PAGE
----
You’ve heard of being “in a zone,” and it’s usually attributed to doing everything right, on a roll, lucky streak…. but did you know your brain can be “in a negative zone“? Most people call it a losing streak, bad luck, lazy, blowing it, depression, pity party, or throwing it all away…. However, what might be happening is a trick the mind plays.
Things in your life and business are going along smoothly; you’re kicking butt; you feel like you can do anything. Suddenly, you’re blindsided, like getting hit across the head with a 2 x 4.
Perhaps you made some decisions that didn’t work out, maybe you weren’t paying attention or through absolutely no fault of your own, the momentum of being on a roll, abruptly stops.
Like a tsunami, a number of negative emotions slam into you and just keep coming. You become highly stressed, out of control of your world and may even feel helpless, with no safety insight. The more people shove “think positive” down your throat and stabbing you in the heart with “this too shall pass”, the worse you feel.
Those events can feel like someone took your winning lottery ticket and tore it up right in front of your face. This can start a mental trend, sending your brain into the “Negative Vortex.”
Our brain is most comfortable with patterns and repetition. This makes it easier to function, using less energy and resources. The connections to thoughts, feelings, and chemistry strengthen as they’re used. The more they’re used, the stronger they get. A person’s mental momentum goes in the direction of whatever the current and most recent momentum happens to be.
Our memories of events have extinction levels, so the brain and chemistry remember the most emotionally charged events and recent “win or lose” events. Since our brain hates to lose more than it likes to win; losses, mistakes, bad decisions, bad performance, helpless feelings, etc. stay in the forefront of our memories. The connection to negativity and insecurity gain momentum.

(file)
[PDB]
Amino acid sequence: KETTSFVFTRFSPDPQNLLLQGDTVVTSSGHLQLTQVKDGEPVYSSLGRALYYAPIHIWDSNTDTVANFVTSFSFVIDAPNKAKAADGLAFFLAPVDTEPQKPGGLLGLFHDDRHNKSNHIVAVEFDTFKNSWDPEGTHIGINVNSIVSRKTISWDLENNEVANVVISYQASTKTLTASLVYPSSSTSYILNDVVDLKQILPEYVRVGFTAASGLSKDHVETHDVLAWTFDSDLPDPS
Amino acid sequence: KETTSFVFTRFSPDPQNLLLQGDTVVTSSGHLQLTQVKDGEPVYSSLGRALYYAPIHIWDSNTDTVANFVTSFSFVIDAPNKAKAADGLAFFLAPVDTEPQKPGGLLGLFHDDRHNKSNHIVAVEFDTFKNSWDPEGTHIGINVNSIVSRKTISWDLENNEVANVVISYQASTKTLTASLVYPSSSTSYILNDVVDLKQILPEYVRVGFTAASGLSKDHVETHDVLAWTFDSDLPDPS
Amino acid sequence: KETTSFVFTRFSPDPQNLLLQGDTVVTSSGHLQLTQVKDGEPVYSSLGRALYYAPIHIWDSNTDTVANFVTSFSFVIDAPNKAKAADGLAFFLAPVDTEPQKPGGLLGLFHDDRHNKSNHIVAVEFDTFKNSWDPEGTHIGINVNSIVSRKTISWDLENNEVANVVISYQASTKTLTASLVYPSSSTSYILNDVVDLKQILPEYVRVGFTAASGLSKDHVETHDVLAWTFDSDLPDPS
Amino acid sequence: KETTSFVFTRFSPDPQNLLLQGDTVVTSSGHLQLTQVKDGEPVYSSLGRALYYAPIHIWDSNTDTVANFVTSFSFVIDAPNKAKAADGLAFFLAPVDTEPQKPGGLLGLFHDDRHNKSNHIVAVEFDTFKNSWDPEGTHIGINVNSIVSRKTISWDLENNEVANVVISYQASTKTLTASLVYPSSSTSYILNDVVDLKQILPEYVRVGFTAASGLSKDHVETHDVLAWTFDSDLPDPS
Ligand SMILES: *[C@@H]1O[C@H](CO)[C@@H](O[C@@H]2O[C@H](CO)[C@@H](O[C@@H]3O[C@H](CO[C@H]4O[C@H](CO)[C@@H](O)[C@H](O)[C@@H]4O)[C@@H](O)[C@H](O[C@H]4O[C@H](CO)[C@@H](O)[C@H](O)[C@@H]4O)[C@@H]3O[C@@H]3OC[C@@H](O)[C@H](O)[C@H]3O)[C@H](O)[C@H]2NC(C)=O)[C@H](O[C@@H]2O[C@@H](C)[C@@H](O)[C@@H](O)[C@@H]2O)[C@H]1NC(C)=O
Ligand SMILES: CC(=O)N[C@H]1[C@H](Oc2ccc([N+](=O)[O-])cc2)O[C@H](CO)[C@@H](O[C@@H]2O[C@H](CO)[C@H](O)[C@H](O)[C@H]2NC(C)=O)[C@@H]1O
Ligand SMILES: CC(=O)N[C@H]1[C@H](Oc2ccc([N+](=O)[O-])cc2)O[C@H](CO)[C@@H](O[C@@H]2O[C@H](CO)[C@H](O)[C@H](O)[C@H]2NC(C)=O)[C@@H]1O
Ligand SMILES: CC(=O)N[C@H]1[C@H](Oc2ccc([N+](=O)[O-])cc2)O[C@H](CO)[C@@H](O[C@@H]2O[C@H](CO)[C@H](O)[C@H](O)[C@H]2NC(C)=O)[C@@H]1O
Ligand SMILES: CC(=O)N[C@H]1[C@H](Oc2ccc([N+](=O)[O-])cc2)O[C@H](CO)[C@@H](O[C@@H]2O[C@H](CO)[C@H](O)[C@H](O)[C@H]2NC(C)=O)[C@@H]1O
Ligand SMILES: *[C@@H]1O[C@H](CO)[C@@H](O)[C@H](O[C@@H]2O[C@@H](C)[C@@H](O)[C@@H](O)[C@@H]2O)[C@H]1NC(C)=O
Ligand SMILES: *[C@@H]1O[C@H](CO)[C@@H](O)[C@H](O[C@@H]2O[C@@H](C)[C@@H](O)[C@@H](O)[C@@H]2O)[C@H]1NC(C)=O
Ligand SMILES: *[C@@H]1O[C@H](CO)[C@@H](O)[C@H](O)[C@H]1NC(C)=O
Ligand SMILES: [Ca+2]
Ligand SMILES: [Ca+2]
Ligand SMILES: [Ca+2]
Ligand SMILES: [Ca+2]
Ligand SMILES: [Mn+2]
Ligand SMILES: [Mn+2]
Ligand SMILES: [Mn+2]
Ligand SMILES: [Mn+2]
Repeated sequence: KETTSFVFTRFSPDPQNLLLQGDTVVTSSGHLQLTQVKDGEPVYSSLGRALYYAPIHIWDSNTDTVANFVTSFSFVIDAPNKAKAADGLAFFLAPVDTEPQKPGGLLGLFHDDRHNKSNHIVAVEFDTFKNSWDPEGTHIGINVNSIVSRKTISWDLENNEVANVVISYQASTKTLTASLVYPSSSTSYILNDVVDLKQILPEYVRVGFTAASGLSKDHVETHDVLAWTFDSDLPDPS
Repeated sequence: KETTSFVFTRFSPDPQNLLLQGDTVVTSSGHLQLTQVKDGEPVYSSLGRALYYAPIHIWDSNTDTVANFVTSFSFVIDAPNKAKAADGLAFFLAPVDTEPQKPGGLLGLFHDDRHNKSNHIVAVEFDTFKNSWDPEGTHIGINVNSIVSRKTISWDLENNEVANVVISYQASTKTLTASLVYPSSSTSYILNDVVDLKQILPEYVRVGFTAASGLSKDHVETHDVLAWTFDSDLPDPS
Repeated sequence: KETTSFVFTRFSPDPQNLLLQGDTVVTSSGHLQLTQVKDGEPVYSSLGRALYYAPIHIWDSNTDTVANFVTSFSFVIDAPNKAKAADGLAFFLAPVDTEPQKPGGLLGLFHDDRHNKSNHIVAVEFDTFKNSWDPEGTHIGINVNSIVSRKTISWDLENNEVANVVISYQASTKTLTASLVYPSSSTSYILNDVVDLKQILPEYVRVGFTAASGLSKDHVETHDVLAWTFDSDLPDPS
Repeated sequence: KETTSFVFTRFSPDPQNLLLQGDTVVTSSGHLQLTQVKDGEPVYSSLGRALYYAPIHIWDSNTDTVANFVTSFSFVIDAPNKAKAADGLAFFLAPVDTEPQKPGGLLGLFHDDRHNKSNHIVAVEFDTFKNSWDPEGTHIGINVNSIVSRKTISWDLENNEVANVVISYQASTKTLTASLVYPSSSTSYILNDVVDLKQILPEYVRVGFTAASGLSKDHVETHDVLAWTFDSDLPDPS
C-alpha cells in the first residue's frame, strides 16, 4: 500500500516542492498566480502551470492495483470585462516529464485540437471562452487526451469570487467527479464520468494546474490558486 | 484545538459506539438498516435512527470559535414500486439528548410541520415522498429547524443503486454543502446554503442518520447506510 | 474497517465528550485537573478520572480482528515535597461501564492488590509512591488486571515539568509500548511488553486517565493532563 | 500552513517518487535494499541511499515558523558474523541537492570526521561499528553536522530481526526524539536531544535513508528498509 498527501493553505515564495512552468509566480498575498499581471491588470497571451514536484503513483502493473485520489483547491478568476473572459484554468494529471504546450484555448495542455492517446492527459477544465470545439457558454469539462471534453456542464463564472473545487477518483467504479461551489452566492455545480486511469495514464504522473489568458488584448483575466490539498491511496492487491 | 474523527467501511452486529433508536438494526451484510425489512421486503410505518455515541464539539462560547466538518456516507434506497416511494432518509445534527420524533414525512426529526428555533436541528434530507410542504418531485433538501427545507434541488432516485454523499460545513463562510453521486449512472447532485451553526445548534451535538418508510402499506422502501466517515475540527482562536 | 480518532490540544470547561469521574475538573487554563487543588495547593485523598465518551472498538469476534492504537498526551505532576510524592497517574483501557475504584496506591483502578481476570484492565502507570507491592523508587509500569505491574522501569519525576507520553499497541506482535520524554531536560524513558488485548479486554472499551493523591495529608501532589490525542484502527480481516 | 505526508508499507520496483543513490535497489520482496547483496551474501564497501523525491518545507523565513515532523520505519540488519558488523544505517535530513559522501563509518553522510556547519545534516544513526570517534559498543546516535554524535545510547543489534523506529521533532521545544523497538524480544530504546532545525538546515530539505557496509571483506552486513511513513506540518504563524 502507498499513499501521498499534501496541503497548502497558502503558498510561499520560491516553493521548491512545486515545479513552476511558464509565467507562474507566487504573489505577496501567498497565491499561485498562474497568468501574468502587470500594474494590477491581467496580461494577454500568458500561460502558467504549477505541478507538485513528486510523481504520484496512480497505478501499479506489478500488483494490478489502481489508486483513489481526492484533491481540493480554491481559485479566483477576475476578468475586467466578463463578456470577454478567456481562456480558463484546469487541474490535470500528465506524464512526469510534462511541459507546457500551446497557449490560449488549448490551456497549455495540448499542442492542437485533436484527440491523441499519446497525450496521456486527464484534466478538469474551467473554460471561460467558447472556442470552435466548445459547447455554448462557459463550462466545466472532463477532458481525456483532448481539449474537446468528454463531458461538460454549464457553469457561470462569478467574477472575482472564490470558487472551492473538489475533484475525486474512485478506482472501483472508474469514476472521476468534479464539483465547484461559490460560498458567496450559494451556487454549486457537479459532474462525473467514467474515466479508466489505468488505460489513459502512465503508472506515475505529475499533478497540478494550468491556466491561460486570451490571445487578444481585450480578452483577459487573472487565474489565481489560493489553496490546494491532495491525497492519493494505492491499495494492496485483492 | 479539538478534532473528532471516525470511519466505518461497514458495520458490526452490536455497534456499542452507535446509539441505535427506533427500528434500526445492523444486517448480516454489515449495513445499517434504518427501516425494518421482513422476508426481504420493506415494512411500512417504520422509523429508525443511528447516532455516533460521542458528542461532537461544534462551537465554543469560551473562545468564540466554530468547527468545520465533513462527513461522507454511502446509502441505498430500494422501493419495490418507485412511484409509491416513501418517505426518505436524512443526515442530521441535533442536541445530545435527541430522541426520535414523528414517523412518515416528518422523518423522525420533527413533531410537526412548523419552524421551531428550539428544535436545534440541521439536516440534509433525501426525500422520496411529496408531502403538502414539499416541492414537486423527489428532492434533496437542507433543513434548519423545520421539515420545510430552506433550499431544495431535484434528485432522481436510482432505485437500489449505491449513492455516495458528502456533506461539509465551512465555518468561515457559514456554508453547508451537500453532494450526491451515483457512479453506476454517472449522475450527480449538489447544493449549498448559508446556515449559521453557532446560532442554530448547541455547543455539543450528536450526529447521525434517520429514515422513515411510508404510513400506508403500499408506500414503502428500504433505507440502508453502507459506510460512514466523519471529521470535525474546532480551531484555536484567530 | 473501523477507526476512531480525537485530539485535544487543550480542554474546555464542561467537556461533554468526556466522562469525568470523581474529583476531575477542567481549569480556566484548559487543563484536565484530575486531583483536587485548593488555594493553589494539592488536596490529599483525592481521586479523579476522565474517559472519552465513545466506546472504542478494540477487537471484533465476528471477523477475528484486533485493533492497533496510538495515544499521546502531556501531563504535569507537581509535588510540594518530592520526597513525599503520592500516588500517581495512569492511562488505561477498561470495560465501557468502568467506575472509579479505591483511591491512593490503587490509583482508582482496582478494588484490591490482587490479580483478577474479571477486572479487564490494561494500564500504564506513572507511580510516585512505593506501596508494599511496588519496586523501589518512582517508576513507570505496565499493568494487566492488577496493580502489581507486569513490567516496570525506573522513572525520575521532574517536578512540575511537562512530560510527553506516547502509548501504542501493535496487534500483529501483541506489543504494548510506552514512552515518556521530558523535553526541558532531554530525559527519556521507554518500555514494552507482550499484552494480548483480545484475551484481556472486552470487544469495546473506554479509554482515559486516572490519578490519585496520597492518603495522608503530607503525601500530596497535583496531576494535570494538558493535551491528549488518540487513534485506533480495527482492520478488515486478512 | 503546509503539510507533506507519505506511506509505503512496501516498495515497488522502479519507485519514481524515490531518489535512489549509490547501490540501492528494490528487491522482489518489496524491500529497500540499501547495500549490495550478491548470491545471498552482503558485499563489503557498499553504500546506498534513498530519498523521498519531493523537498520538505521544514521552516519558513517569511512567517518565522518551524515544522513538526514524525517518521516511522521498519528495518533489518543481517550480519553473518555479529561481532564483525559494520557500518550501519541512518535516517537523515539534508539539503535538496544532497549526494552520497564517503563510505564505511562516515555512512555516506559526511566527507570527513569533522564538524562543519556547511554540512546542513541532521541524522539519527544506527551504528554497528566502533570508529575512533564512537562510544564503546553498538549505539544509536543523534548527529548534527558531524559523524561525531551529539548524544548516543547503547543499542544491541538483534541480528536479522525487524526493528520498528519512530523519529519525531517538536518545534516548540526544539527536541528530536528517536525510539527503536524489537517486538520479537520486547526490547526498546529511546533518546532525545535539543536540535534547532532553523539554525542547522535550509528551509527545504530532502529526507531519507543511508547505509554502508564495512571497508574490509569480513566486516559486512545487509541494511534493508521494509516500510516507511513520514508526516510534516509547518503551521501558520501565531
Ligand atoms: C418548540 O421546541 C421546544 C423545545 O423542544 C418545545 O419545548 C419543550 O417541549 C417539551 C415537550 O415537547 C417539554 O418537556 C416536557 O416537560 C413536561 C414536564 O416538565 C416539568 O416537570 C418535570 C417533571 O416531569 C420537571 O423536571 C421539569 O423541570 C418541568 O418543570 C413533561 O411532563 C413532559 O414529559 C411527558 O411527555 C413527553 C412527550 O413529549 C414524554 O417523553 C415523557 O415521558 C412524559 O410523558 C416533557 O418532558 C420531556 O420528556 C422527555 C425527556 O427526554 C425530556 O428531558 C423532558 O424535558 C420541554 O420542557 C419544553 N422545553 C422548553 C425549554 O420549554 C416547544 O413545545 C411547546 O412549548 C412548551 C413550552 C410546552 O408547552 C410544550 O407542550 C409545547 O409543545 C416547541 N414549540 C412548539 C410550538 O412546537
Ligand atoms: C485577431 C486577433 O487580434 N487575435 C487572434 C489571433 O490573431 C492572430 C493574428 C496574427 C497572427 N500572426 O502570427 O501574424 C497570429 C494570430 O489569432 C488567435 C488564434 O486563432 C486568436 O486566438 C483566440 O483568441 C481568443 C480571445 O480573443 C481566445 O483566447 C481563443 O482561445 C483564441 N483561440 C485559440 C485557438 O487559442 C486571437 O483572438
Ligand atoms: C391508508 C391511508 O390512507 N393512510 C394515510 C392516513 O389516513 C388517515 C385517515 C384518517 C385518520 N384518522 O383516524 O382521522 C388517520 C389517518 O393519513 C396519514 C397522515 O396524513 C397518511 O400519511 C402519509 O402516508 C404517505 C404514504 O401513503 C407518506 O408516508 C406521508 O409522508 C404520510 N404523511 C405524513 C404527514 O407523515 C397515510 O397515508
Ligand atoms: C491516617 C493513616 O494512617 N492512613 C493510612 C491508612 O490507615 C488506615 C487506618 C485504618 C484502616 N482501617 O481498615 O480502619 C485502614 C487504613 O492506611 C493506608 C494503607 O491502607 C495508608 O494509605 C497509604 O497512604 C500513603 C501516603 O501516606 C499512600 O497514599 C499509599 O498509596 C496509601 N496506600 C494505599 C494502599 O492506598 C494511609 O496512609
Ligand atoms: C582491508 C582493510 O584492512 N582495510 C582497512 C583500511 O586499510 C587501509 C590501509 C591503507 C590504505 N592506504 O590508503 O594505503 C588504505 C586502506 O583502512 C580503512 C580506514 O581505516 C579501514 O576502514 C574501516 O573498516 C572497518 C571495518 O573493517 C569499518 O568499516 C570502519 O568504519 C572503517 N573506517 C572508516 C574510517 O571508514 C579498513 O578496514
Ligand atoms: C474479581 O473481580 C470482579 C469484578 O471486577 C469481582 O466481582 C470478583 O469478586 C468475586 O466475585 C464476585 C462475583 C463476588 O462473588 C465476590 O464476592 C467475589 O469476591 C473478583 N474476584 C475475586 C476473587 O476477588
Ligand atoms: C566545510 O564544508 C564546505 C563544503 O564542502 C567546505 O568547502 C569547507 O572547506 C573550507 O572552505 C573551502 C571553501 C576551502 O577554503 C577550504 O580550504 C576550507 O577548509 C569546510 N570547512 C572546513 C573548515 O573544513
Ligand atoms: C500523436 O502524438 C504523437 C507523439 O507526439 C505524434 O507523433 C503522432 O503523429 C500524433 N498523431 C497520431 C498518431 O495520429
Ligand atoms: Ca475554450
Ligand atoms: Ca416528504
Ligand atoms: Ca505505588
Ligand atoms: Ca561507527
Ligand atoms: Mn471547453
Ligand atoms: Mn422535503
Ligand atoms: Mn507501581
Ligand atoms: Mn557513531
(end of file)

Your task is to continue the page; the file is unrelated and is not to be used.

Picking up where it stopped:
Typically, there’s a domino effect; one stressful situation tips another, then another…. now, your brain has a recent history of feeling emotional, fragile, not in control, insecure, as it might cause another domino to fall. Self-confidence fades and fear sets in.
These scenarios are especially trying and damaging for those without a support system or anyone to throw out a life-preserver. You know the saying, “you find out who your friends are when you’re going through tough times”? It’s true, and that can add even more dominos down. It can be a free-falling death spiral and hard to pull out of.
Here’s how to break that state of the “negative zone.” List as many of the following as possible until you start to feel that mental state shift.
- Times you’ve pulled out of a death spiral in the past
- Strategies you’ve successfully used to turn things around
- Wins in your life
- Your strong qualities (strengths)
- Times you’ve done something adventurous and brave
- Times someone has looked up to you
- The resources you have to assist with the situation
- Times you’ve helped other people succeed or pull out of their free-falling death spiral
That last one can be a triple edged sword, so be mindful of the positive direction we’re going for and be honest with that one.
What this does is assist your brain at breaking the state it’s been in and to start the momentum flowing to your strengths, opportunities, resources, problem-solving abilities, self-esteem, and most of all hope.
The only thing stronger than fear is hope. Allow hope, sparingly! Make sure hope is real and not someone selling you a ‘hope lifesaver’ that turns out to be made of cement.
The above techniques are an accumulation of results from many different studies as well as techniques I’ve developed myself and have proven highly valuable and accurate.
[Does that negative zone happen to everyone? No, it doesn’t. There are certain types of personalities who step up their brains biases to compensate, rationalize, and dramatically exploit the situation to add to their bag of social manipulation tricks. You can see examples of this in The Hidden Roles summary]
Tamara Lee Taylor